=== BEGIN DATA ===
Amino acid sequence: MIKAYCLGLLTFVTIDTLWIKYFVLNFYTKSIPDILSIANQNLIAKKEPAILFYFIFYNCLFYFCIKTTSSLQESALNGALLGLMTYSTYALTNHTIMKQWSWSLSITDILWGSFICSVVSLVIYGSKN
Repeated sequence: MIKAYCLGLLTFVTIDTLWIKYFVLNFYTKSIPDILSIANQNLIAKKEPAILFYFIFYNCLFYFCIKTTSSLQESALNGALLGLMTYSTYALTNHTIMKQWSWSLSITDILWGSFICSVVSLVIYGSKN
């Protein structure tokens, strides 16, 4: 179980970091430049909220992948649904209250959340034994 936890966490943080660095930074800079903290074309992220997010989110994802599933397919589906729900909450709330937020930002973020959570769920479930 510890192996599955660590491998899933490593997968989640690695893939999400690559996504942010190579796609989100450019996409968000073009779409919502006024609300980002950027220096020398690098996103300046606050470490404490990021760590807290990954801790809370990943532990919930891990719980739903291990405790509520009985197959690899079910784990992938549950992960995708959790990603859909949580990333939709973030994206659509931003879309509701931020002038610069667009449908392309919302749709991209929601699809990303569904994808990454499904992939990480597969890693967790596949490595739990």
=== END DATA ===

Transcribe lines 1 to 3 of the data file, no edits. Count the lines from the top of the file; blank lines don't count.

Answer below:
Amino acid sequence: MIKAYCLGLLTFVTIDTLWIKYFVLNFYTKSIPDILSIANQNLIAKKEPAILFYFIFYNCLFYFCIKTTSSLQESALNGALLGLMTYSTYALTNHTIMKQWSWSLSITDILWGSFICSVVSLVIYGSKN
Repeated sequence: MIKAYCLGLLTFVTIDTLWIKYFVLNFYTKSIPDILSIANQNLIAKKEPAILFYFIFYNCLFYFCIKTTSSLQESALNGALLGLMTYSTYALTNHTIMKQWSWSLSITDILWGSFICSVVSLVIYGSKN
């Protein structure tokens, strides 16, 4: 179980970091430049909220992948649904209250959340034994 936890966490943080660095930074800079903290074309992220997010989110994802599933397919589906729900909450709330937020930002973020959570769920479930 510890192996599955660590491998899933490593997968989640690695893939999400690559996504942010190579796609989100450019996409968000073009779409919502006024609300980002950027220096020398690098996103300046606050470490404490990021760590807290990954801790809370990943532990919930891990719980739903291990405790509520009985197959690899079910784990992938549950992960995708959790990603859909949580990333939709973030994206659509931003879309509701931020002038610069667009449908392309919302749709991209929601699809990303569904994808990454499904992939990480597969890693967790596949490595739990």